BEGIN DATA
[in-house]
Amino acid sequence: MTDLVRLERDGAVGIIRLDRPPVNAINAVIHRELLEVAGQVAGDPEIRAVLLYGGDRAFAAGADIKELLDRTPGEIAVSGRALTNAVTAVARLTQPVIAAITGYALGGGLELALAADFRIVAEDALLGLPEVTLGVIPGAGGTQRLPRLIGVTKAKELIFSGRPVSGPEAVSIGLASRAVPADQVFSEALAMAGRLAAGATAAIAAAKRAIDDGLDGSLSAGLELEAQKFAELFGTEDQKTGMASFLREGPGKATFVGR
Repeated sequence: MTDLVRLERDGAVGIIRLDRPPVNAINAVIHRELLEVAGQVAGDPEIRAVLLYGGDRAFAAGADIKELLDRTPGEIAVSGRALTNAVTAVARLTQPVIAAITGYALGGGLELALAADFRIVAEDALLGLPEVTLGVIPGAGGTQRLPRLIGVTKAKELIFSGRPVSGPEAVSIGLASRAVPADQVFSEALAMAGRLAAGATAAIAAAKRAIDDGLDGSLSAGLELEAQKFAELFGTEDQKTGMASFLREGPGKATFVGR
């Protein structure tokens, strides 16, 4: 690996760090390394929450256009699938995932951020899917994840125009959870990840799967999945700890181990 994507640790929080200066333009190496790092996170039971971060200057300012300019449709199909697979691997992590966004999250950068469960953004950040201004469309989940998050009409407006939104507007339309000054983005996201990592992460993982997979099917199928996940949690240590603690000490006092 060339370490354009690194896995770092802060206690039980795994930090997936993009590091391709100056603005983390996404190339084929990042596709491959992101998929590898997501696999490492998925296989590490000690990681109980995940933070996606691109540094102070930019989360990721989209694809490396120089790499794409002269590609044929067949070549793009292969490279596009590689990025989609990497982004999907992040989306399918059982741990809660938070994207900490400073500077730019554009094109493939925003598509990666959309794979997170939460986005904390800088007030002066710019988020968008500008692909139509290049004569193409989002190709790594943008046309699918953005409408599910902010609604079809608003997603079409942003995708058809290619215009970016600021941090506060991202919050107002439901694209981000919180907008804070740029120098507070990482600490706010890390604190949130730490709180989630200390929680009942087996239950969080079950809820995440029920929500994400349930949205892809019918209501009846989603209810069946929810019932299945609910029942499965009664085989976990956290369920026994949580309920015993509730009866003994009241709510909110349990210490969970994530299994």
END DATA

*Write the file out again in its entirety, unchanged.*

[in-house]
Amino acid sequence: MTDLVRLERDGAVGIIRLDRPPVNAINAVIHRELLEVAGQVAGDPEIRAVLLYGGDRAFAAGADIKELLDRTPGEIAVSGRALTNAVTAVARLTQPVIAAITGYALGGGLELALAADFRIVAEDALLGLPEVTLGVIPGAGGTQRLPRLIGVTKAKELIFSGRPVSGPEAVSIGLASRAVPADQVFSEALAMAGRLAAGATAAIAAAKRAIDDGLDGSLSAGLELEAQKFAELFGTEDQKTGMASFLREGPGKATFVGR
Repeated sequence: MTDLVRLERDGAVGIIRLDRPPVNAINAVIHRELLEVAGQVAGDPEIRAVLLYGGDRAFAAGADIKELLDRTPGEIAVSGRALTNAVTAVARLTQPVIAAITGYALGGGLELALAADFRIVAEDALLGLPEVTLGVIPGAGGTQRLPRLIGVTKAKELIFSGRPVSGPEAVSIGLASRAVPADQVFSEALAMAGRLAAGATAAIAAAKRAIDDGLDGSLSAGLELEAQKFAELFGTEDQKTGMASFLREGPGKATFVGR
């Protein structure tokens, strides 16, 4: 690996760090390394929450256009699938995932951020899917994840125009959870990840799967999945700890181990 994507640790929080200066333009190496790092996170039971971060200057300012300019449709199909697979691997992590966004999250950068469960953004950040201004469309989940998050009409407006939104507007339309000054983005996201990592992460993982997979099917199928996940949690240590603690000490006092 060339370490354009690194896995770092802060206690039980795994930090997936993009590091391709100056603005983390996404190339084929990042596709491959992101998929590898997501696999490492998925296989590490000690990681109980995940933070996606691109540094102070930019989360990721989209694809490396120089790499794409002269590609044929067949070549793009292969490279596009590689990025989609990497982004999907992040989306399918059982741990809660938070994207900490400073500077730019554009094109493939925003598509990666959309794979997170939460986005904390800088007030002066710019988020968008500008692909139509290049004569193409989002190709790594943008046309699918953005409408599910902010609604079809608003997603079409942003995708058809290619215009970016600021941090506060991202919050107002439901694209981000919180907008804070740029120098507070990482600490706010890390604190949130730490709180989630200390929680009942087996239950969080079950809820995440029920929500994400349930949205892809019918209501009846989603209810069946929810019932299945609910029942499965009664085989976990956290369920026994949580309920015993509730009866003994009241709510909110349990210490969970994530299994």